If you are familiar with tabletop role playing games, you know Dungeons & Dragons. There’s a quote I like from the late, great Terry Pratchett, regarding J.R.R. Tolkien’s influence on the world of fantasy:
J.R.R. Tolkien has become a sort of mountain, appearing in all subsequent fantasy in the way that Mt. Fuji appears so often in Japanese prints. Sometimes it’s big and up close. Sometimes it’s a shape on the horizon. Sometimes it’s not there at all, which means that the artist either has made a deliberate decision against the mountain, which is interesting in itself, or is in fact standing on Mt. Fuji.
Dungeons and Dragons is like this in the world of tabletop gaming. If you’re making a TTRPG, you need to know where you stand on being compared to D&D. Will you try to differentiate yourself with interesting mechanics, a new setting, or will you try to learn from the game that invented tabletop roleplay? Like painting a scene of Japan without Fuji, it’s hard to not have D&D in the background somewhere, making its presence be known in the way you handled stats and skills, the shape of the dice you use, or even the deep, deep roots of your game’s concept.
What do you do when you are Mt. Fuji, though? How does the mountain learn to grow and change itself when the time comes to? What influences could Dungeons and Dragons itself draw from in the late 90s, the waning days of the Second Edition and the beginning of the Third?
Dungeons and Dragons Third Edition was a turning point for the game. It was D&D’s attempt to re-capture lightning in a bottle, to relive the heady days of its 80s fame, and make a Dungeons and Dragons game that was truly worthy of the name. It was… well, it certainly was a new edition of Dungeons and Dragons, that much can be said.
I’ve been kind of obsessed with this little RPG zine called Vaults of Vaarn, if my review of it didn’t tip you off. If you’re not going to click that link, it’s a really great little science-fantasy weirdo RPG setting placed in a post-post-post apocalyptic desert loaded with mutants, weirdos, and strange creatures.
Since an outsized portion of my brain has been dedicated to thinking about Vaarn, I decided to write some of those thoughts down and arrange them into a bit of new fan content for the setting. It’s implied that Urth, the planet that Vaults of Vaarn is set on, was once an advanced and prosperous world with immensely powerful technology. It seems obvious to me that space travel would be possible in this world – so why not add space aliens to the Vaults?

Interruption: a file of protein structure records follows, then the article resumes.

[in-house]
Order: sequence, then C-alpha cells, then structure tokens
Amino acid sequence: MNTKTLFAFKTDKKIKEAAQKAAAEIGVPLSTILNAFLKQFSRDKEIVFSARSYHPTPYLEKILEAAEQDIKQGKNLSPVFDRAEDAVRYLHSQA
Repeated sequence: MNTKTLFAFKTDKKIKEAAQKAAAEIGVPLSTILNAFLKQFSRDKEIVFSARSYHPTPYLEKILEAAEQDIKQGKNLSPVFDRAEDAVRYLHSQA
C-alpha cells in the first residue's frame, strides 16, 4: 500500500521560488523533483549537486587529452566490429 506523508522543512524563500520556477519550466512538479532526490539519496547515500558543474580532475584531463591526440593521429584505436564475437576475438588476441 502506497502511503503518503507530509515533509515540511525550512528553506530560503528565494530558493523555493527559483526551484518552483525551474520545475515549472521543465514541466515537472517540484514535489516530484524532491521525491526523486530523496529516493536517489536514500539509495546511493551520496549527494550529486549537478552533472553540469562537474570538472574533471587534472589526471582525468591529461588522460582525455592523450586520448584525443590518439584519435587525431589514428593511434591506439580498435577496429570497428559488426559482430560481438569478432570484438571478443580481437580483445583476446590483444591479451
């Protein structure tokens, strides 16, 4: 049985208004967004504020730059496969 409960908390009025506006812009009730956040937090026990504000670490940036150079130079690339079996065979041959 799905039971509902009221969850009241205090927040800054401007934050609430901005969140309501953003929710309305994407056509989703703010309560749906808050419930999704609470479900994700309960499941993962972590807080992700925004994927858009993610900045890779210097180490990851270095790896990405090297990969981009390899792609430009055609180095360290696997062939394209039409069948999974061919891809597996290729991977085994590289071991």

So, I present to you my Vaults of Vaarn fan race: the Visitors. Click the jump to enjoy. All credit goes to Leo Hunt, AKA graculusdroog for the creation of Vaults of Vaarn itself.
In case you aren’t keyed into the broader tabletop RPG universe, there’s something of an Old-School Revival or Renaissance (henceforth OSR) going on. Many RPG gamers are looking towards the past, to the RPG heydays of the 70s and 80s, to draw inspiration for the future of tabletop games. And what, exactly, does this imply? Well, the members of the OSR aren’t always sure themselves, but it’s typically a broader focus on player agency and dungeon crawling, increased risk of character death, and reduced focus on pre-written plots. The gamemaster of an OSR game is once again an impartial referee, whose role is to simply mediate the world that the players explore in a sandbox style. “Rulings, not rules” is a common refrain – instead of having granular rulesets that explore every possible corner-case, OSR games prefer lighter and simpler rules, giving the gamemaster the final say on what is and isn’t permissible.
But what I like about the OSR scene is the incredible bulk of content for it. There’s a lot, and I mean a lot, of really fantastic OSR blogs, zines, and books out in the world filled to the brim with imaginative and wild settings. One of these settings is Vaults of Vaarn, a pay-what-you-want zine by author Leo Hunt A.K.A. graculusdroog on itch.io.
I downloaded Vaults of Vaarn on a lark, looking for more interesting RPG content to consume, and found myself blown away. Hunt emphasizes strongly his influences, naming Dune, Hyperion, and The Book of the New Sun, as well as the art of Moebius. He says it’s fine if you’re not familiar with these works, because it’ll “make his theft seem original.” Well, I’m not familiar with any of these works (aside from the art of Moebius), and Vaarn seems pretty damn original to me. So original, in fact, I thought I’d do a little review of it, just because it’s got me so jazzed.